Senate Confirms Ketanji Brown Jackson to Be the First Black Woman Justice on the Supreme Court

"She's still pinching herself that this moment is actually her moment," an adviser tells PEOPLE

The Senate voted Thursday to confirm President Joe Biden's lifetime appointment of Judge Ketanji Brown Jackson to the Supreme Court.

Once Jackson takes the oath of office this summer, she will become the first Black woman justice, fulfilling a campaign promise that Biden made during the 2020 presidential election.

Fifty-three senators voted to approve Jackson for a seat on the court left open by retiring Justice Stephen Breyer, while 47 voted against confirming her as a giddy Kamala Harris — the first Black woman elected vice president of the U.S. — presided over the Senate proceedings.

The Senate chamber erupted in applause once Harris said, "This nomination is confirmed."

For more on Ketanji Brown Jackson's historic confirmation, listen below to our daily podcast PEOPLE Every Day.

Before making his selection, Biden said it would not be based on ideology and predicted his nominee would get at least one Republican vote.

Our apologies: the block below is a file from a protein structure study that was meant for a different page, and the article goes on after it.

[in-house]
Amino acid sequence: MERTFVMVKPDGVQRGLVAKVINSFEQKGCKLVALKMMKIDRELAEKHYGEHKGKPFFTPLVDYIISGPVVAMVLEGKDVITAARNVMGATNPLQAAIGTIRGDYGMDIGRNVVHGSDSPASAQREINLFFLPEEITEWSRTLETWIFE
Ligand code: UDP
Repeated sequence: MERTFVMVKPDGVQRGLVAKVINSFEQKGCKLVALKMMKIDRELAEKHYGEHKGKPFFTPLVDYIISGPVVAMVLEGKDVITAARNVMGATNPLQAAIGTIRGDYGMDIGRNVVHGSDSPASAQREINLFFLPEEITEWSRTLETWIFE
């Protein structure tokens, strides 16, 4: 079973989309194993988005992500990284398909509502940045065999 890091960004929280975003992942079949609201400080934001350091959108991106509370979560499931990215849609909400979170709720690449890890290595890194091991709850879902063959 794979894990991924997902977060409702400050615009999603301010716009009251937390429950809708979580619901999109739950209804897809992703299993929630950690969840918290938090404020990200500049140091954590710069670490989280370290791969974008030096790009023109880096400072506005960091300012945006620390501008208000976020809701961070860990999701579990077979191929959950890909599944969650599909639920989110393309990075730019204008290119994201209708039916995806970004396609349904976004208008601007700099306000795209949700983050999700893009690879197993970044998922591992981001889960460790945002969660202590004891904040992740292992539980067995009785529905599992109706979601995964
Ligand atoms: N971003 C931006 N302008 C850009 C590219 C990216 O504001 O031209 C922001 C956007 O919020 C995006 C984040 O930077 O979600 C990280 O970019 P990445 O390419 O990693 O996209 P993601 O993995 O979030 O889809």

In the end, there were three: Sens. Susan Collins of Maine, Lisa Murkowski of Alaska and Mitt Romney of Utah joined 50 Democrats to pave the way for Jackson to be seated on the country's highest court despite widespread GOP opposition, in particular to Jackson's record as a defense attorney and sentencing judge.

Their vote in favor of the historic confirmation prevented a 50-50 split, which would have required a tie-breaking vote by the vice president — a scenario that remains unprecedented in seating a Supreme Court justice. In modern history, only one justice has been confirmed without bipartisan support: Amy Coney Barrett, who was nominated by Donald Trump in the waning days of his administration.

Jackson, 51, watched the vote with Biden at the White House, Minyon Moore, an adviser who was part of the team assisting her through the process of getting confirmed, told PEOPLE in a phone interview Thursday.

"She was excited to be in the Roosevelt Room of the White House," said Moore, who was with them Thursday watching the vote on television. "She was excited to see the president when he came in the door. She's still pinching herself that this moment is actually her moment ... She was taking pictures of vote."

Jackson and the president also took a selfie in what Moore said was an "organic" moment that "just kind of happened."

Asked what the president told Jackson on Thursday as they watched the vote, Moore revealed to PEOPLE, "He said he was proud of her. He was proud of how she handled the hearings. You could just see that he was just simply very, very proud."